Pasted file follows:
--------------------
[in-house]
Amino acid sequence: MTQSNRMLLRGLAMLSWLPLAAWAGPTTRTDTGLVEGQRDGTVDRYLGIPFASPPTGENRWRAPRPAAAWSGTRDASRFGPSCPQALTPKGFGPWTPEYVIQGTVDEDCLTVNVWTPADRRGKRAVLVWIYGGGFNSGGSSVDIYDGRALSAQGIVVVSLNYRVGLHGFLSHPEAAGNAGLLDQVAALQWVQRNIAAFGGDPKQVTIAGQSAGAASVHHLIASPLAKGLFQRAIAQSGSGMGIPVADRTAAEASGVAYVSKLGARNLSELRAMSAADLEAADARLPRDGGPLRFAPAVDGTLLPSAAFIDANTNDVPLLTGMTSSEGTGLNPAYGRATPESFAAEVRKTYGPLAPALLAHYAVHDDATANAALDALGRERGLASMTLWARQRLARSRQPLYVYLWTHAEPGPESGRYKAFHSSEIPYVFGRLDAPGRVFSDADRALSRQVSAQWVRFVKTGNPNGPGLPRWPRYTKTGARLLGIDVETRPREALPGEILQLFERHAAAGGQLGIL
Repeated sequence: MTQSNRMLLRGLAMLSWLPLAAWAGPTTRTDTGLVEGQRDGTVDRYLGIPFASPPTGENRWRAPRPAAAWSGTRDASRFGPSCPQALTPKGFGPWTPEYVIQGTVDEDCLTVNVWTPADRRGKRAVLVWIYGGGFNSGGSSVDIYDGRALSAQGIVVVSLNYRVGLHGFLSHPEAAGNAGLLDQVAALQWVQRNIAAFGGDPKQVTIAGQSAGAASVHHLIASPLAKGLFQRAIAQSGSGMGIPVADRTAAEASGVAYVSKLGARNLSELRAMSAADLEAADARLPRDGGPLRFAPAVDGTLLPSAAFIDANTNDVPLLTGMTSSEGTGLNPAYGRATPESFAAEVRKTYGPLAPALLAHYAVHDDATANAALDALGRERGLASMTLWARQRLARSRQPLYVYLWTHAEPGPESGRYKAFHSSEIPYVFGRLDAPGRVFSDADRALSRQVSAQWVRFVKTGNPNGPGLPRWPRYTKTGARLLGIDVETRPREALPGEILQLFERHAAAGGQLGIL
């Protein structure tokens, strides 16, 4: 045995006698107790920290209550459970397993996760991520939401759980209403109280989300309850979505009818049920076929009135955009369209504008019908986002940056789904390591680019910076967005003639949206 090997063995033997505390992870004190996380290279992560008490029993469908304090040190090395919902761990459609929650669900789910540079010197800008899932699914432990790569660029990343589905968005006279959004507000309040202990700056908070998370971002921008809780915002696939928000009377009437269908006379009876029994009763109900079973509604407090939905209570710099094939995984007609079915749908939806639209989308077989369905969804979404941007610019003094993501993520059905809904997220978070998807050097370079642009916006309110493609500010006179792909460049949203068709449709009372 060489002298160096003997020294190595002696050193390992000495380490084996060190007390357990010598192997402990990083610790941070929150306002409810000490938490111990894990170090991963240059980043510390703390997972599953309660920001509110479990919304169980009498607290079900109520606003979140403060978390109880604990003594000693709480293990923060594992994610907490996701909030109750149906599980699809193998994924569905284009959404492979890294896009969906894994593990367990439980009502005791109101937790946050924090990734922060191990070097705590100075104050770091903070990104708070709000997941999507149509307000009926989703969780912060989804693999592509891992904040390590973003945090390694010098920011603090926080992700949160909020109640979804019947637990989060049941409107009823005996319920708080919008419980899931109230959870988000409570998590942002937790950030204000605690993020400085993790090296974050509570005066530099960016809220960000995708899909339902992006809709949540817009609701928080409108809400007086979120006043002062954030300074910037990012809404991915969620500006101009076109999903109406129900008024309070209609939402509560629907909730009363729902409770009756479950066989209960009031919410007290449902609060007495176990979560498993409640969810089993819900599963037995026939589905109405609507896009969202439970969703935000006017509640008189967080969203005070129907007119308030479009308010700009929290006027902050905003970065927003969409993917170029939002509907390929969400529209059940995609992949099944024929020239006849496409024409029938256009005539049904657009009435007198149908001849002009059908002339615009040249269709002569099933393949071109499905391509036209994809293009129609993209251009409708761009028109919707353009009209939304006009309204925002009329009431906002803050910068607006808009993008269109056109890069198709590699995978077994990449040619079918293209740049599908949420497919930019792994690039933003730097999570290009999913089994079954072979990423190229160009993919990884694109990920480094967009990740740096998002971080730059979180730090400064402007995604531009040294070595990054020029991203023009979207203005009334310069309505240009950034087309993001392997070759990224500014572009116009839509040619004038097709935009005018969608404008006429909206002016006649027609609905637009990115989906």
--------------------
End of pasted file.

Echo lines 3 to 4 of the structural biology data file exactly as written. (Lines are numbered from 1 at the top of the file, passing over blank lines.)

Repeated sequence: MTQSNRMLLRGLAMLSWLPLAAWAGPTTRTDTGLVEGQRDGTVDRYLGIPFASPPTGENRWRAPRPAAAWSGTRDASRFGPSCPQALTPKGFGPWTPEYVIQGTVDEDCLTVNVWTPADRRGKRAVLVWIYGGGFNSGGSSVDIYDGRALSAQGIVVVSLNYRVGLHGFLSHPEAAGNAGLLDQVAALQWVQRNIAAFGGDPKQVTIAGQSAGAASVHHLIASPLAKGLFQRAIAQSGSGMGIPVADRTAAEASGVAYVSKLGARNLSELRAMSAADLEAADARLPRDGGPLRFAPAVDGTLLPSAAFIDANTNDVPLLTGMTSSEGTGLNPAYGRATPESFAAEVRKTYGPLAPALLAHYAVHDDATANAALDALGRERGLASMTLWARQRLARSRQPLYVYLWTHAEPGPESGRYKAFHSSEIPYVFGRLDAPGRVFSDADRALSRQVSAQWVRFVKTGNPNGPGLPRWPRYTKTGARLLGIDVETRPREALPGEILQLFERHAAAGGQLGIL
């Protein structure tokens, strides 16, 4: 045995006698107790920290209550459970397993996760991520939401759980209403109280989300309850979505009818049920076929009135955009369209504008019908986002940056789904390591680019910076967005003639949206 090997063995033997505390992870004190996380290279992560008490029993469908304090040190090395919902761990459609929650669900789910540079010197800008899932699914432990790569660029990343589905968005006279959004507000309040202990700056908070998370971002921008809780915002696939928000009377009437269908006379009876029994009763109900079973509604407090939905209570710099094939995984007609079915749908939806639209989308077989369905969804979404941007610019003094993501993520059905809904997220978070998807050097370079642009916006309110493609500010006179792909460049949203068709449709009372 060489002298160096003997020294190595002696050193390992000495380490084996060190007390357990010598192997402990990083610790941070929150306002409810000490938490111990894990170090991963240059980043510390703390997972599953309660920001509110479990919304169980009498607290079900109520606003979140403060978390109880604990003594000693709480293990923060594992994610907490996701909030109750149906599980699809193998994924569905284009959404492979890294896009969906894994593990367990439980009502005791109101937790946050924090990734922060191990070097705590100075104050770091903070990104708070709000997941999507149509307000009926989703969780912060989804693999592509891992904040390590973003945090390694010098920011603090926080992700949160909020109640979804019947637990989060049941409107009823005996319920708080919008419980899931109230959870988000409570998590942002937790950030204000605690993020400085993790090296974050509570005066530099960016809220960000995708899909339902992006809709949540817009609701928080409108809400007086979120006043002062954030300074910037990012809404991915969620500006101009076109999903109406129900008024309070209609939402509560629907909730009363729902409770009756479950066989209960009031919410007290449902609060007495176990979560498993409640969810089993819900599963037995026939589905109405609507896009969202439970969703935000006017509640008189967080969203005070129907007119308030479009308010700009929290006027902050905003970065927003969409993917170029939002509907390929969400529209059940995609992949099944024929020239006849496409024409029938256009005539049904657009009435007198149908001849002009059908002339615009040249269709002569099933393949071109499905391509036209994809293009129609993209251009409708761009028109919707353009009209939304006009309204925002009329009431906002803050910068607006808009993008269109056109890069198709590699995978077994990449040619079918293209740049599908949420497919930019792994690039933003730097999570290009999913089994079954072979990423190229160009993919990884694109990920480094967009990740740096998002971080730059979180730090400064402007995604531009040294070595990054020029991203023009979207203005009334310069309505240009950034087309993001392997070759990224500014572009116009839509040619004038097709935009005018969608404008006429909206002016006649027609609905637009990115989906």